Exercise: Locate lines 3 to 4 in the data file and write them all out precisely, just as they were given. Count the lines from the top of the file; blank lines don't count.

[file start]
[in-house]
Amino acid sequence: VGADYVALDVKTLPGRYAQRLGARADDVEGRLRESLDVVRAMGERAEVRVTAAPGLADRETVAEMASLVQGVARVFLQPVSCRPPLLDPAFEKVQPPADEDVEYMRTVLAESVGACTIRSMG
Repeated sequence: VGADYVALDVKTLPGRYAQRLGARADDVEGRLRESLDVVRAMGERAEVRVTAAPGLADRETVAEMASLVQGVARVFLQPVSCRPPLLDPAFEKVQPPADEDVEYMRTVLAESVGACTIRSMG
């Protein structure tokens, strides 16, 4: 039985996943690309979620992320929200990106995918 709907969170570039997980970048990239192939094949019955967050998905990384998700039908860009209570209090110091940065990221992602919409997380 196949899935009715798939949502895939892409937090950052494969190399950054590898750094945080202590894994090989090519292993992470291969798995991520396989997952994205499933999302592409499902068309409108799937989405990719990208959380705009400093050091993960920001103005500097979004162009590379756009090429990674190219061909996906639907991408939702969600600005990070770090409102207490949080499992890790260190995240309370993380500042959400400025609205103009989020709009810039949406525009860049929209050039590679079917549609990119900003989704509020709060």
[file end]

Repeated sequence: VGADYVALDVKTLPGRYAQRLGARADDVEGRLRESLDVVRAMGERAEVRVTAAPGLADRETVAEMASLVQGVARVFLQPVSCRPPLLDPAFEKVQPPADEDVEYMRTVLAESVGACTIRSMG
């Protein structure tokens, strides 16, 4: 039985996943690309979620992320929200990106995918 709907969170570039997980970048990239192939094949019955967050998905990384998700039908860009209570209090110091940065990221992602919409997380 196949899935009715798939949502895939892409937090950052494969190399950054590898750094945080202590894994090989090519292993992470291969798995991520396989997952994205499933999302592409499902068309409108799937989405990719990208959380705009400093050091993960920001103005500097979004162009590379756009090429990674190219061909996906639907991408939702969600600005990070770090409102207490949080499992890790260190995240309370993380500042959400400025609205103009989020709009810039949406525009860049929209050039590679079917549609990119900003989704509020709060």